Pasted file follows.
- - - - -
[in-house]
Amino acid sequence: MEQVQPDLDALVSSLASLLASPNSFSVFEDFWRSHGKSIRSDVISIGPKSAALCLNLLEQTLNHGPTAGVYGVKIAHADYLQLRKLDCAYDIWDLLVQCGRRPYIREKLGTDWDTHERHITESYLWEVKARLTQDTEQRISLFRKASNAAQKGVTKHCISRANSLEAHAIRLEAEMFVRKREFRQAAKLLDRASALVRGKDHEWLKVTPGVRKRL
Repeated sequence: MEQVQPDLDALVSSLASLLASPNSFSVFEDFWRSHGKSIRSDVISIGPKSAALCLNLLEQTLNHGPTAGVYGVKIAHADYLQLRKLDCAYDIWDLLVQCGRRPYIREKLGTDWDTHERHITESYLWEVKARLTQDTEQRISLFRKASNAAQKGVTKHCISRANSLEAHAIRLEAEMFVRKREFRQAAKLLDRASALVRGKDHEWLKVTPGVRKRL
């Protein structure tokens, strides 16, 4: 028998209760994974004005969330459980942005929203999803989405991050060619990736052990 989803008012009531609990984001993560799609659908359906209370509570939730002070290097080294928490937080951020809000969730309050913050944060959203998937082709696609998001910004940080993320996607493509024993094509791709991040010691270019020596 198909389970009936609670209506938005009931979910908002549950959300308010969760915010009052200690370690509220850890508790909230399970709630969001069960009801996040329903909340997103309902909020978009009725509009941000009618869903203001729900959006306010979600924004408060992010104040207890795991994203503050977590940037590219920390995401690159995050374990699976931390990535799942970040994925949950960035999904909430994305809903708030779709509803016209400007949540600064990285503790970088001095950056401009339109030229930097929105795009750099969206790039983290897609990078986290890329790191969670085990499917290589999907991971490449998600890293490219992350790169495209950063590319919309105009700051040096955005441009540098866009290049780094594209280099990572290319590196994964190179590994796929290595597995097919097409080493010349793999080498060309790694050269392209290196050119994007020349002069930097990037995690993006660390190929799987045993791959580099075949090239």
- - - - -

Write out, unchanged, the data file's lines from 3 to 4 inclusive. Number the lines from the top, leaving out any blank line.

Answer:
Repeated sequence: MEQVQPDLDALVSSLASLLASPNSFSVFEDFWRSHGKSIRSDVISIGPKSAALCLNLLEQTLNHGPTAGVYGVKIAHADYLQLRKLDCAYDIWDLLVQCGRRPYIREKLGTDWDTHERHITESYLWEVKARLTQDTEQRISLFRKASNAAQKGVTKHCISRANSLEAHAIRLEAEMFVRKREFRQAAKLLDRASALVRGKDHEWLKVTPGVRKRL
């Protein structure tokens, strides 16, 4: 028998209760994974004005969330459980942005929203999803989405991050060619990736052990 989803008012009531609990984001993560799609659908359906209370509570939730002070290097080294928490937080951020809000969730309050913050944060959203998937082709696609998001910004940080993320996607493509024993094509791709991040010691270019020596 198909389970009936609670209506938005009931979910908002549950959300308010969760915010009052200690370690509220850890508790909230399970709630969001069960009801996040329903909340997103309902909020978009009725509009941000009618869903203001729900959006306010979600924004408060992010104040207890795991994203503050977590940037590219920390995401690159995050374990699976931390990535799942970040994925949950960035999904909430994305809903708030779709509803016209400007949540600064990285503790970088001095950056401009339109030229930097929105795009750099969206790039983290897609990078986290890329790191969670085990499917290589999907991971490449998600890293490219992350790169495209950063590319919309105009700051040096955005441009540098866009290049780094594209280099990572290319590196994964190179590994796929290595597995097919097409080493010349793999080498060309790694050269392209290196050119994007020349002069930097990037995690993006660390190929799987045993791959580099075949090239």